Tell us a little about yourself and your ministry background.

Having done my graduate work at the University of Central Arkansas, I was trained and licensed as a psychologist in 1986.  Over the years, several other licensed counselors and psychologists who were part of the United Pentecostal Church would occasionally meet to try to stay in contact with each other about issues involving the ministry.  In 2009, Bishop Ron E. Libby contacted many of us and formed Points of Refuge.  He set up a website and established a toll-free number where ministers and their families could anonymously contact individual caregivers or call the main number and discuss any issue they had and receive support, encouragement, or advice.  As time went by, Brother Libby encouraged other ministers, who may not have had formal training but had years of experience and a burden to help other ministers, to offer their services to POR.  Two years ago, due to his health issues, Bishop Libby asked me to assume leadership of Points of Refuge.  General Superintendent Bernard recommended that Points of Refuge undergo the process of becoming an endorsed ministry of the United Pentecostal Church International.  Upon completion of the process last year, POR is now an officially endorsed ministry.  We remain a collection of professional and experienced individuals committed to being a resource to and for ministers and their families of the United Pentecostal Church.


We are constantly hearing about the increased numbers of pastors/ministers leaving the ministry.  Why do you think this is happening?  What are the forces causing this?

Over the past several years, ministers have been under attack spiritually, mentally, and emotionally through a variety of circumstances consistent with ministering to or pastoring a congregation (i.e., finances, conflicts, apathy, etc.) Obviously, whoever is trying to lead others and be a channel for God’s Spirit, is a bigger target for spiritual attack than someone who is simply attending a church and is not in a position of influence and/or leadership.  In these last days, the devil has moved from the deceptive serpent in Genesis to the dragon of Revelation, so the attacks against the Church and, in particular, those who serve have increased and will continue to increase until He returns.  The further our society moves from God, the more opposition we will experience.  Nevertheless, we still have Hope!  Where sin abounds, grace does much more abound.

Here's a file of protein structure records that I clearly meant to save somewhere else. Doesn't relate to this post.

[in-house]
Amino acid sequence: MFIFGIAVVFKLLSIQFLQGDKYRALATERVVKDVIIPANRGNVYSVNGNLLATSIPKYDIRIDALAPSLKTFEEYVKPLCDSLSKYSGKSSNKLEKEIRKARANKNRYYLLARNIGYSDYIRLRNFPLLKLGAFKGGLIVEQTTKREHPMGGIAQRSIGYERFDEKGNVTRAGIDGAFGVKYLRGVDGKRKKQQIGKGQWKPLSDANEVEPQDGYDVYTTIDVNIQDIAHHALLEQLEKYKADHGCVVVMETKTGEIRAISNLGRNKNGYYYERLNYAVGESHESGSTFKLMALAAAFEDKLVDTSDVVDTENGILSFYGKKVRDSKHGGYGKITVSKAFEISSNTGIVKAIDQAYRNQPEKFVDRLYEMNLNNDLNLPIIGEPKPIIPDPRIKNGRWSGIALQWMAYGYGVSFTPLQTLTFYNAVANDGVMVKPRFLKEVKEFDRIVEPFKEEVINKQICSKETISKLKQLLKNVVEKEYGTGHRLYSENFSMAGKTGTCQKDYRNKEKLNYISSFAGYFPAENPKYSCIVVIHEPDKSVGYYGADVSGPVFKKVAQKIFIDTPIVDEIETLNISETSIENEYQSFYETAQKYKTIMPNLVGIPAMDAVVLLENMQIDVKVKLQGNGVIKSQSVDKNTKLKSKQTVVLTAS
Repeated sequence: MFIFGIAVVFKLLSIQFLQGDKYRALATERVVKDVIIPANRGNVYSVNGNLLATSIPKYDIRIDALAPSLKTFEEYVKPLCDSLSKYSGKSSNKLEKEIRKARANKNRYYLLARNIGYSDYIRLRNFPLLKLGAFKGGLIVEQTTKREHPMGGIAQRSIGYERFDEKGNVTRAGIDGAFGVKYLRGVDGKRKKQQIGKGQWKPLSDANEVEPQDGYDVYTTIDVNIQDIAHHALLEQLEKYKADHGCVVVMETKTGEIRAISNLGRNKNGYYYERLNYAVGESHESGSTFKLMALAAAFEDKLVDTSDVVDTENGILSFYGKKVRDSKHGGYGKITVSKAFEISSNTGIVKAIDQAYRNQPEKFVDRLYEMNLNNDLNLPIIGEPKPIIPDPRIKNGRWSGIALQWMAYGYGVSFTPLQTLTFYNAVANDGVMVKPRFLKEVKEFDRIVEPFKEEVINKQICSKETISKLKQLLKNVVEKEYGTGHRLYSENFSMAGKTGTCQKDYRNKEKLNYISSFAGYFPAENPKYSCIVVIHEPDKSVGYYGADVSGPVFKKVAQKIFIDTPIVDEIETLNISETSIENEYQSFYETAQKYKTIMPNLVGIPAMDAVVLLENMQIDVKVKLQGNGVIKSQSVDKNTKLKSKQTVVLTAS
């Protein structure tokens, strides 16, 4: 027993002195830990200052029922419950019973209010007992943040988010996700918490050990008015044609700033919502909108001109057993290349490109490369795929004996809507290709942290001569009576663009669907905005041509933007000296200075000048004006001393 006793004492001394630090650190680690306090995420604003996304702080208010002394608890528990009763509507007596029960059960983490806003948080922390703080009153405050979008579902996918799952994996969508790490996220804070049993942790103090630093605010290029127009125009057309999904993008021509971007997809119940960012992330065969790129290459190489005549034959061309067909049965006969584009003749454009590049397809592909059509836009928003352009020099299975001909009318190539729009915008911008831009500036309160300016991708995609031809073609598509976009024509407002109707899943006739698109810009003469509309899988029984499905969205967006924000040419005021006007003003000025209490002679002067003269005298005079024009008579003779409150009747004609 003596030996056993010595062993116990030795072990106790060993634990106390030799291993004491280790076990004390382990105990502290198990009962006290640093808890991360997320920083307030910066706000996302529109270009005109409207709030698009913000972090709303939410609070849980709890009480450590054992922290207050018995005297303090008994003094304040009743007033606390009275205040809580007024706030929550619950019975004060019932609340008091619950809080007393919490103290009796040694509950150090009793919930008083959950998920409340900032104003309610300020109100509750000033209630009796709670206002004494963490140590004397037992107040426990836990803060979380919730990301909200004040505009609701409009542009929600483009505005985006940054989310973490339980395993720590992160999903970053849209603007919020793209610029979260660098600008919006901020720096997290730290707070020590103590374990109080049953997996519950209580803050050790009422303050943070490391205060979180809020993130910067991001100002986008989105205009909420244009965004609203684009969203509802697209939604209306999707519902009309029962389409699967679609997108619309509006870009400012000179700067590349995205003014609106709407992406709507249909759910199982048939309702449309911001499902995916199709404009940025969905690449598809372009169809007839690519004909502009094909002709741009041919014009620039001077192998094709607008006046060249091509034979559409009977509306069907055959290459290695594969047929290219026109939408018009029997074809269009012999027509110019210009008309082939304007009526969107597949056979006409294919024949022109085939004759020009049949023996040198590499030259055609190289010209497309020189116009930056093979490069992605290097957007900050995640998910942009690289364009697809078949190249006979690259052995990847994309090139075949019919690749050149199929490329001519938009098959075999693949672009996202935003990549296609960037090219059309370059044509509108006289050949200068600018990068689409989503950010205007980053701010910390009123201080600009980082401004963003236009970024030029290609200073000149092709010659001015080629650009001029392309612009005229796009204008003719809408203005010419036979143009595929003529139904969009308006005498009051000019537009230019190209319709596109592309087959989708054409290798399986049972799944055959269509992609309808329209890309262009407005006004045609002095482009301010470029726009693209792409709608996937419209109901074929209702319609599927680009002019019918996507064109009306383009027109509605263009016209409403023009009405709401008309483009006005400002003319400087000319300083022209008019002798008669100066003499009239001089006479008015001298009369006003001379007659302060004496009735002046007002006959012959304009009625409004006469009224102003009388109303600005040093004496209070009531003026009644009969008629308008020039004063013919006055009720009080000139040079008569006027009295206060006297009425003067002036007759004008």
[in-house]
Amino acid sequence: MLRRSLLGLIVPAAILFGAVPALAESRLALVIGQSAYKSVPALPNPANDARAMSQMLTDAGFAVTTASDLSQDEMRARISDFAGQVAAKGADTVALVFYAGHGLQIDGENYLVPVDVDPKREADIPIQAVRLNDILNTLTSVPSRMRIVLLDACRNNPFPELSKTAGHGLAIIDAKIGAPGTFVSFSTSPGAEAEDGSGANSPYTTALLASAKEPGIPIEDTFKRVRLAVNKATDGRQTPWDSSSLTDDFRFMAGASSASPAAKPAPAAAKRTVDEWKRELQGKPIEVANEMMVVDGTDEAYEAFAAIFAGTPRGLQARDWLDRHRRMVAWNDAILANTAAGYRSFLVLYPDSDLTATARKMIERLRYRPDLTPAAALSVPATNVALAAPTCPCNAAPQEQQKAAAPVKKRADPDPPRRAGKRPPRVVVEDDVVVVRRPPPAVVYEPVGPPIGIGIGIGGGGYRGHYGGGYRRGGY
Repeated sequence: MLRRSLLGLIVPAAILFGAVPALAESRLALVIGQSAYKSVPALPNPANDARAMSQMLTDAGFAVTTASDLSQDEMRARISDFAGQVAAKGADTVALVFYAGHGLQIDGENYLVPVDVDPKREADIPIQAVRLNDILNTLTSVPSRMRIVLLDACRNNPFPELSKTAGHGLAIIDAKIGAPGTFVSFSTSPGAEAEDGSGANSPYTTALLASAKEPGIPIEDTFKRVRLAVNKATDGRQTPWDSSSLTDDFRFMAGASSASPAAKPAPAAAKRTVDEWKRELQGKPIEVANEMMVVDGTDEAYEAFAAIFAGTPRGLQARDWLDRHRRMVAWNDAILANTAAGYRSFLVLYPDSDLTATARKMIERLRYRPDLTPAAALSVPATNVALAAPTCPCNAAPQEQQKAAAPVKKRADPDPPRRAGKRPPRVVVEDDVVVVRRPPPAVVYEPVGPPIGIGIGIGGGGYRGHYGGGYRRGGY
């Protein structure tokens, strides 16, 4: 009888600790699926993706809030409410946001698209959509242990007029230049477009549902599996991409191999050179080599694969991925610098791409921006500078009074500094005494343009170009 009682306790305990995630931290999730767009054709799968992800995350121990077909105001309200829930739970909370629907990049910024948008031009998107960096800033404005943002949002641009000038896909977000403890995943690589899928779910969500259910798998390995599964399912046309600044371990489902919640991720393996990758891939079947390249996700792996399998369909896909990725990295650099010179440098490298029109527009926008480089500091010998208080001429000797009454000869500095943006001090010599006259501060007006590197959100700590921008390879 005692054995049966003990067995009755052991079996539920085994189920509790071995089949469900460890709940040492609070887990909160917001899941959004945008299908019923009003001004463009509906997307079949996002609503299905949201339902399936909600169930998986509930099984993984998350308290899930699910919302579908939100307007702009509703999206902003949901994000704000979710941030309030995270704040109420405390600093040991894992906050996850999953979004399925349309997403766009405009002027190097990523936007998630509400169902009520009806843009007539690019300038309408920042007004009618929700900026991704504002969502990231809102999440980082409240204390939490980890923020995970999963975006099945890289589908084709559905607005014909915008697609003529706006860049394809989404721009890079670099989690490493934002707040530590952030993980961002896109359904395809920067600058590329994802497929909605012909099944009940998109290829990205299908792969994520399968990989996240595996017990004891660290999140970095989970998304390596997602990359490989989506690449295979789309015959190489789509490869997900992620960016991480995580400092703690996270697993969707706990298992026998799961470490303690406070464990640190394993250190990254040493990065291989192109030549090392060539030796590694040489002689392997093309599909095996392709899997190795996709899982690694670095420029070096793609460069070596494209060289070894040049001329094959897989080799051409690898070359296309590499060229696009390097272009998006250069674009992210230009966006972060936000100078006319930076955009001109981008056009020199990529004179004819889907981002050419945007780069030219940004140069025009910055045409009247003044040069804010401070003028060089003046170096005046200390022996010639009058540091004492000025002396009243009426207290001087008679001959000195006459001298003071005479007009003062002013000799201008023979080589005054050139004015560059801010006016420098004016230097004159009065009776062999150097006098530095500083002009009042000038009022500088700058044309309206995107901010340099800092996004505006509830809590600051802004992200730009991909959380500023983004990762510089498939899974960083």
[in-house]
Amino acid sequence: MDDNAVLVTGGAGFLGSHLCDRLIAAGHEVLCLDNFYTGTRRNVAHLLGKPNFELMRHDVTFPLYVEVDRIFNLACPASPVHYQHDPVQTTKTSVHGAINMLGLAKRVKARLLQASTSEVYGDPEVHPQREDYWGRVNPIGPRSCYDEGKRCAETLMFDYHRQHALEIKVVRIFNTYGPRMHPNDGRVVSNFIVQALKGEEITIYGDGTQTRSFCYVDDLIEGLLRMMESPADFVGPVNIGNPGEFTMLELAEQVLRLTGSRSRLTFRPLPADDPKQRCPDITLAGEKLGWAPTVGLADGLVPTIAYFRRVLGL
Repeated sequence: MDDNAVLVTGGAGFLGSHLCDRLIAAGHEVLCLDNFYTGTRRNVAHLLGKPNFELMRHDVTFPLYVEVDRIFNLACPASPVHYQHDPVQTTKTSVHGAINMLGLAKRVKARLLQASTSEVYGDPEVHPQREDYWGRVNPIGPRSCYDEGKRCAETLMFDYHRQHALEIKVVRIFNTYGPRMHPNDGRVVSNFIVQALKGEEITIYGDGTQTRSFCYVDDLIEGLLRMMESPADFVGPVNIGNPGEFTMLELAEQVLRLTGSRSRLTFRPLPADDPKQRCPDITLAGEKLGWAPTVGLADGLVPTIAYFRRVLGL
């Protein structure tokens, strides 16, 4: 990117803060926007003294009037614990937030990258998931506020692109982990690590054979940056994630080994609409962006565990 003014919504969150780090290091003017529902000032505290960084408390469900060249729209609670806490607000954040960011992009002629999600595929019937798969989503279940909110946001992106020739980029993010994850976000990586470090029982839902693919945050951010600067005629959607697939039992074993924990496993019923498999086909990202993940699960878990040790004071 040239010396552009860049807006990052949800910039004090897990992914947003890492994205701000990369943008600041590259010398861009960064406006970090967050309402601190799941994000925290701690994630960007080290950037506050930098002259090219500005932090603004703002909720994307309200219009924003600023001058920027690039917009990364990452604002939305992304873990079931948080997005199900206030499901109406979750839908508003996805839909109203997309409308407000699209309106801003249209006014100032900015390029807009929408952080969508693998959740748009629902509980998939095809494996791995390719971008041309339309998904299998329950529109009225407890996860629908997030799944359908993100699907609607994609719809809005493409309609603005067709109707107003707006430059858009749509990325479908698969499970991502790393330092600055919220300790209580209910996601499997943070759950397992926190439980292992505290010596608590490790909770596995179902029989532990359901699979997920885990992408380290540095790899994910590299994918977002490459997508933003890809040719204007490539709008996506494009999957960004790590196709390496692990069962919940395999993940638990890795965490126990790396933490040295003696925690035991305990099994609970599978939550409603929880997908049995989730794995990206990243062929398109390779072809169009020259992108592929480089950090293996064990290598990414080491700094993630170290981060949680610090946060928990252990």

Are Apostolic Ministers immune from this pressure?  Do we have the same loss rate?  Why or why not?

Apostolic Ministers are not immune either from the pressure of the world or from the devil.  I’m not sure about the statistics of those who have resigned, but I would guess that there are fewer Apostolic ministers being so overwhelmed that they give up the ministry in whole than those ministers in denominal churches.  The main reason I would make such a suggestion is that most Apostolic ministers know how and operate in harmony with the Holy Ghost, whereas, there are many denominal ministers who do not even believe in the Holy Ghost, much less operate in it.  Furthermore, most Apostolic ministers participate in ministry because of a “calling” or “burden” rather than serving because of a professional or vocational choice.  This mental and emotional shift allows Apostolic ministers to recognize that they are serving at the request of God, which can relieve some self-inflicted stress or the incessant feeling that we are responsible both for effort and also the result.  We serve at the calling of God, and He is responsible for the outcome of our obedience to His Word and Way.